What the hell did Vice President Joe Biden ever do to anybody? Especially former Virginia Gov. Doug Wilder?
Wilder is an interesting character. The first black man elected governor in modern America, he fancies himself a kingmaker in his Commonwealth, endorsing fellow Democrats and the occasional Republican. Earlier this week, the erratic Wilder penned an op-ed in Politicocalling on President Obama to drop Biden from the 2012 ticket and replace him with Secretary of State Hillary Clinton. Too many gaffes, Wilder claimed, comparing the Vice President to BP’s CEO Tony Hayward. He even insinuated that Obama’s selection of Biden was as disastrous as John McCain’s selection of Sarah Palin.
Of course, Wilder ignores that Obama has had his share of gaffes (and big ones too: Cambridge police acting “stupidly”) or that the President was able to delegate the handling of Iraq to his VP, only requiring one meeting on it in all of 2009 and now seeing the operation wind down. Biden has done a good job and deserves to be renominated.
But even so: say that Biden is not on the ticket in 2012—does Obama have any options besides Hillary? Perhaps.
The Future Contenders – Those already running for 2016
Martin O’Malley – The Maryland governor is actually headed toward a tough re-election battle, but he has girded his loins to not be the Tom Suozzi of 2010 (google it, folks). He’s got a blue-collar Biden-esque touch and has had a successful stint in hard times. And he totally Bruces it up as the frontman/guitarist of an Irish rock band, often without sleeves.
Amy Klobuchar – Klobuchar is a relative newcomer to national politics, a Minnesotan elected to the Senate in 2006. But she shows a lot of pluck, visiting Tom Harkin’s Iowa Steak Fry and positioning herself to be taken seriously as a contender for first female Democratic nominee in 2016.
Brian Schweitzer – Another visitor to Iowa, Schweitzer is a liberal darling of a red state, though he has been less up on the national scene in recent years. This is perhaps due to his hard pushing for coal energy and the fact that he needs to keep himself alive politically in a place where appealing to the coasts is not all that popular.
The Swingers – Potential VPs from critical states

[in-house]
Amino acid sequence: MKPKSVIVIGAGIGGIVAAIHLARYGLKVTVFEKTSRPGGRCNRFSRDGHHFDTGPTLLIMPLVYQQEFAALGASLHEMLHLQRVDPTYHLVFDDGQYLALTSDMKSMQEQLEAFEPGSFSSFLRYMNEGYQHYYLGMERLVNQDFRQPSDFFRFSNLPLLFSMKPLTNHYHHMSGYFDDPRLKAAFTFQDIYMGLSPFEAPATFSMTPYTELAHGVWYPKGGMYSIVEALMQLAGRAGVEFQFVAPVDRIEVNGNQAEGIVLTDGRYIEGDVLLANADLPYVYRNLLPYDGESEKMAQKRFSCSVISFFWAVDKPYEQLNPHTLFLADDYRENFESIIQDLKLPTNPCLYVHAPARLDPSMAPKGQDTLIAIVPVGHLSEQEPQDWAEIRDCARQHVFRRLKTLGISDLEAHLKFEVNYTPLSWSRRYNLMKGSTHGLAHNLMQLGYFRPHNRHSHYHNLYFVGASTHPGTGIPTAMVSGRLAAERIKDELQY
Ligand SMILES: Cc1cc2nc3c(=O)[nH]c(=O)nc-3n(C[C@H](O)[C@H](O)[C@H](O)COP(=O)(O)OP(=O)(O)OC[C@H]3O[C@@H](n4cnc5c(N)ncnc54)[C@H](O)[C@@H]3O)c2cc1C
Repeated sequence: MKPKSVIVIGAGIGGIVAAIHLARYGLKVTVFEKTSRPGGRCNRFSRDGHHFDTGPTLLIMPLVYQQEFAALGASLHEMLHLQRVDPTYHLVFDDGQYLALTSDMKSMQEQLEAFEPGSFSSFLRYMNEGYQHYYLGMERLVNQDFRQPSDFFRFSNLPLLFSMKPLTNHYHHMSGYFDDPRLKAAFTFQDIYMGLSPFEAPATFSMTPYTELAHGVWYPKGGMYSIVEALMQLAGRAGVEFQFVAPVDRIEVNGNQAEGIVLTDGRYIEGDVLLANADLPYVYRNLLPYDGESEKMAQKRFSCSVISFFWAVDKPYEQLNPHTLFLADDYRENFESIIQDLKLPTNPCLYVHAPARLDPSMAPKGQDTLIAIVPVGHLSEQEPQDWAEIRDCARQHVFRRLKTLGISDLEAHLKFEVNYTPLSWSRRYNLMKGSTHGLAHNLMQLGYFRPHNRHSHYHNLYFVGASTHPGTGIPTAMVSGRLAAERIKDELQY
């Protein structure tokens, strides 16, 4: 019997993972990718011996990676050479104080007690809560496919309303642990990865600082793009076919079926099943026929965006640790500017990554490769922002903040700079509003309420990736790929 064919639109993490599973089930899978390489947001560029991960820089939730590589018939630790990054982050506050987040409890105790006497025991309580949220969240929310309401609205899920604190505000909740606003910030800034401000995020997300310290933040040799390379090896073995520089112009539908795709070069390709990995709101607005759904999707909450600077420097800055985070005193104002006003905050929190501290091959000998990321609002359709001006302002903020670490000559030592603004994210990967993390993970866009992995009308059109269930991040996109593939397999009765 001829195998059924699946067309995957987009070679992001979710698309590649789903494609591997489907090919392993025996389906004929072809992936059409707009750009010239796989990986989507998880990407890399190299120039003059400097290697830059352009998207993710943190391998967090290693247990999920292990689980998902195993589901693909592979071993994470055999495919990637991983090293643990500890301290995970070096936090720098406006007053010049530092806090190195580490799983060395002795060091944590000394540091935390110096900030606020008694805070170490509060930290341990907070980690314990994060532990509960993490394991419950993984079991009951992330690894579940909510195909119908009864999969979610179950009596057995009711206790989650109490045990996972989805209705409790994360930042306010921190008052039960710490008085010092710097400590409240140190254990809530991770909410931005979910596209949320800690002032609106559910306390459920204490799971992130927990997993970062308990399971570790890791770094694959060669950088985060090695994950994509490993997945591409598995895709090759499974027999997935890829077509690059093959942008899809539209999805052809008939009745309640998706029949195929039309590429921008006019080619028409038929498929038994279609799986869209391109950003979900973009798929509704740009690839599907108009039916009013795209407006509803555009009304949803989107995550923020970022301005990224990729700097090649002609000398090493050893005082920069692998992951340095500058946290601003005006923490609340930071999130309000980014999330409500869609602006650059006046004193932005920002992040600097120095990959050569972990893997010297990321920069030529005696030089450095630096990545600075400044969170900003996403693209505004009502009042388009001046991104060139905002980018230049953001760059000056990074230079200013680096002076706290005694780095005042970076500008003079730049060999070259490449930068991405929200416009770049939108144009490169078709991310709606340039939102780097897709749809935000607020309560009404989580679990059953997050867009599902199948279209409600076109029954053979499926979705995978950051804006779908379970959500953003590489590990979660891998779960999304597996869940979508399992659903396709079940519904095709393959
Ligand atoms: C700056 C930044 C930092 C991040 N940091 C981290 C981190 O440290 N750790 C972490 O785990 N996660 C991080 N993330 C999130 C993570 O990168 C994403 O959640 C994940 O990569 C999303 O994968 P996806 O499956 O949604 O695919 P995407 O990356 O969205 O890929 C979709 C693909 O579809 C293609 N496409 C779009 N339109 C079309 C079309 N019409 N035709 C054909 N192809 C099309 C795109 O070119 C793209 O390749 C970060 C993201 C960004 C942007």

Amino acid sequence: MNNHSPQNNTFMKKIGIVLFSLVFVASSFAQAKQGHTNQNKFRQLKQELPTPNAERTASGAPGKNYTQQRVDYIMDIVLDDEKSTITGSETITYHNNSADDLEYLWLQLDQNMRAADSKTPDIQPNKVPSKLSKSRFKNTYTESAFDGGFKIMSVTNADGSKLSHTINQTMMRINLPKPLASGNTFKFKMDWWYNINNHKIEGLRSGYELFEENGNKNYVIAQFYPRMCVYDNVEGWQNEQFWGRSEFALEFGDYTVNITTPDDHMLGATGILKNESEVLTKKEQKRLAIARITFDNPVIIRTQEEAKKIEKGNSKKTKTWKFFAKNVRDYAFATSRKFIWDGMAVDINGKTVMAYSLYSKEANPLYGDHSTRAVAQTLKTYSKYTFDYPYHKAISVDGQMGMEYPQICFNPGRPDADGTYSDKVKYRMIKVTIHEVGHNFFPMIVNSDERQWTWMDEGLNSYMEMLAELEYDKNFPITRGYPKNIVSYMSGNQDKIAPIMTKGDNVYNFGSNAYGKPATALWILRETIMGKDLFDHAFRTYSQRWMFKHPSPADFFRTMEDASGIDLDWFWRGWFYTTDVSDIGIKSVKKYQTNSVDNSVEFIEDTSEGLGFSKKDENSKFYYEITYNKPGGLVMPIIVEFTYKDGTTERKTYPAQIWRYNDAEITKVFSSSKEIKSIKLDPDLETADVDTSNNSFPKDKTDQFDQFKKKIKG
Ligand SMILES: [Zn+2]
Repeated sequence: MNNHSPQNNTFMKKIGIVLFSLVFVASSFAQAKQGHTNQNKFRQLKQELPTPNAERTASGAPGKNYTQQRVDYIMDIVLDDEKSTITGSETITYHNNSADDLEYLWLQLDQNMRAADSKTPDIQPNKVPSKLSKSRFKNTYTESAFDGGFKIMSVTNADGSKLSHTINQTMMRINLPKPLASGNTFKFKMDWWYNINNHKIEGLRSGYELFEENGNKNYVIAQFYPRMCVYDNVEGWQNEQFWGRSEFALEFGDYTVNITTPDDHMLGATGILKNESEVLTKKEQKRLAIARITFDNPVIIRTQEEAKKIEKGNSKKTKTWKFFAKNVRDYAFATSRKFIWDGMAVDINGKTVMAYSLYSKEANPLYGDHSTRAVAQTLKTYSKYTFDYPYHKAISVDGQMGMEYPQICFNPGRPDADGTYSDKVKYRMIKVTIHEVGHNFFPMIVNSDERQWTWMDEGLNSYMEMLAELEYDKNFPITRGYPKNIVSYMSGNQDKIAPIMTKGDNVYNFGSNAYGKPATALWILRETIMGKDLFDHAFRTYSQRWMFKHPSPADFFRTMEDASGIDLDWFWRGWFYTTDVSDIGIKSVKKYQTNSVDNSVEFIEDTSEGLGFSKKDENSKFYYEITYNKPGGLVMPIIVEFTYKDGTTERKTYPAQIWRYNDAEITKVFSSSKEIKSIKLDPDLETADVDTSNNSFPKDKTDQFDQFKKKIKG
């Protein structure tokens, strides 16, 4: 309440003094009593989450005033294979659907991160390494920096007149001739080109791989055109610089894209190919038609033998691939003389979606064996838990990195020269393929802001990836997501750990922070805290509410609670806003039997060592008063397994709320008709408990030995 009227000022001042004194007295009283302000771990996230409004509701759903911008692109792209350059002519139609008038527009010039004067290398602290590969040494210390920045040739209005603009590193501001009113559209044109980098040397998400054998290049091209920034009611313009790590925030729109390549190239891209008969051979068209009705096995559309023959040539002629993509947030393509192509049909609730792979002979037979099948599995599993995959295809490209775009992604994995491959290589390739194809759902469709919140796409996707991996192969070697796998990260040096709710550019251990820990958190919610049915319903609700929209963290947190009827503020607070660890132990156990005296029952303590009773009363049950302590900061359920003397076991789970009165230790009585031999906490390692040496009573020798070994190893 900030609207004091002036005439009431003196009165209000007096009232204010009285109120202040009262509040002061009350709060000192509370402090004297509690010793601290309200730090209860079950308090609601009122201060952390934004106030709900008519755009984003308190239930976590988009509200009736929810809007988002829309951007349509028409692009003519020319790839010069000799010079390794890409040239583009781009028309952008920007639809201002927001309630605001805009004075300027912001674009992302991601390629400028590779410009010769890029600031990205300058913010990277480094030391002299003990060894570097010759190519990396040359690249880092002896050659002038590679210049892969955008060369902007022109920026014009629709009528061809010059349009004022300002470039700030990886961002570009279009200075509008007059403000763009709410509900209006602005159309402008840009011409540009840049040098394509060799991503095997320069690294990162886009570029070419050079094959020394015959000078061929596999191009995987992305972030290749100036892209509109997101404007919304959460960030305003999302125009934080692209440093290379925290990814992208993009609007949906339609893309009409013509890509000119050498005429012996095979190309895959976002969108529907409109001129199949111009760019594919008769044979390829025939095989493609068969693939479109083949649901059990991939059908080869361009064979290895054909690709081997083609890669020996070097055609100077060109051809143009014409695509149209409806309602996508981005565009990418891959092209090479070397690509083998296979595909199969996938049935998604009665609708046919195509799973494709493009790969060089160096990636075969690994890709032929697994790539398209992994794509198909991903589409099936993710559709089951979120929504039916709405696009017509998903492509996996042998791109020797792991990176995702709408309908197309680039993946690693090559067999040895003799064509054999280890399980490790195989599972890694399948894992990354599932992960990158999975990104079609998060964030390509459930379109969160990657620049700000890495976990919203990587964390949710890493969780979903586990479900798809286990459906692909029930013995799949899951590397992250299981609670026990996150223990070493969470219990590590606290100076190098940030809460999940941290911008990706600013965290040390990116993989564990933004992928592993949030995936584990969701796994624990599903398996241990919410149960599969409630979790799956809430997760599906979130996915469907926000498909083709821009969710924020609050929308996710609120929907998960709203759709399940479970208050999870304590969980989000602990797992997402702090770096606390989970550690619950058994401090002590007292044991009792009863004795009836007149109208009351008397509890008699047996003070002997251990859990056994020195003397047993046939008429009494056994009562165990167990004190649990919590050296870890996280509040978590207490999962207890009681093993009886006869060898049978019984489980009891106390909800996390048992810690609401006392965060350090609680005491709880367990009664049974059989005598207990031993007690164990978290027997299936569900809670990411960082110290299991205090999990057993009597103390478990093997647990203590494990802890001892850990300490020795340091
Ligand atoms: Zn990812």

Charlie Crist – The soon-to-be ex-Florida governor was drummed out of the Republican Party for being a moderate. What better way to send the message that the Democratic Party is the party for moderates than picking Crist?
Ted Strickland – The Ohio guv was a huge Hillary supporter but has become a staunch ally of Obama. He knows how to woo his home state, which is like having the cheat-codes to the Mortal Kombat that is the Electoral College—know them, and you’ve already beat the game.
Mark Warner – Very popular as Virginia’s governor, he flirted with a 2008 bid (dubbed “The Anti-Hillary” by New York Times Magazine in 2005) but dropped out long before the primaries got going. He’s now in the Senate, but Obama may very well owe the presidency to this man—Clinton could’ve won the early nominating contests had he stayed in it.
The Class of 2008 – Biden’s co-shortlisters last time out
Tim Kaine – The former Virginia governor is now solely the chairman of the Democratic National Committee. That partisanship has dimmed the luster of his previous position of purple state Catholic progressive. His ship has sailed, methinks.
Evan Bayh – Speaking of sailed ships, Bayh has been on every Democratic VP shortlist since 2000. His time may be up, as he is leaving the Senate this year instead of fighting for his seat. Though he may run for governor again in Indiana and throw himself back into the national politics mix, it seems for now he is out.
Third Tier Senators – Interesting members elected in 2006
Claire McCaskill – Elected senator from Missouri, McCaskill was an early supporter of Obama in 2008. She lost another statewide race and only narrowly defeated the Abramoff-tied Jim Talent, so her political skills seem to leave a lot to be desired.
Jon Tester – This guy is a real sleeper, perhaps deserving to be in the ‘long shots’ category. He is the Montana’s junior senator, a farmer with a flattop who has only 7 fingers after a meat-grinder accident. He won largely on support from internet activists rallying to his cause. Heartlanders will love him.
Jim Webb – Grizzled and tough, Webb is so disenchanted with politics, he very well may quit in 2012 after one term as Virginia’s senator. A Vietnam War hero and Reagan appointee, he already knocked off one of the GOP’s rising stars by defeating George Allen.
Long Shots – Unlikely choices who could turn heads
Patrick Murphy – The 36-year-old Pennsylvanian was the first Iraq war veteran elected to Congress, beating a Republican incumbent in 2006. He’s got a high profile as a young fresh face in the Democratic caucus. 2012 is only the second cycle in which he is constitutionally eligible for the presidency. Expect him to run in the 2020’s.
Lisa Jackson – The EPA administrator holds a cabinet-level position, and she was popular when she held the equivalent job here in New Jersey. Her stock has declined some with the Gulf Oil Spill, but she’d be a strong outside-the-box pick.
Doug Wilder – Hah! Just kidding. Despite his short bid in the 1992 cycle, Wilder’s been a has-been for nearly two decades. Sort of like Biden was, before 2008.
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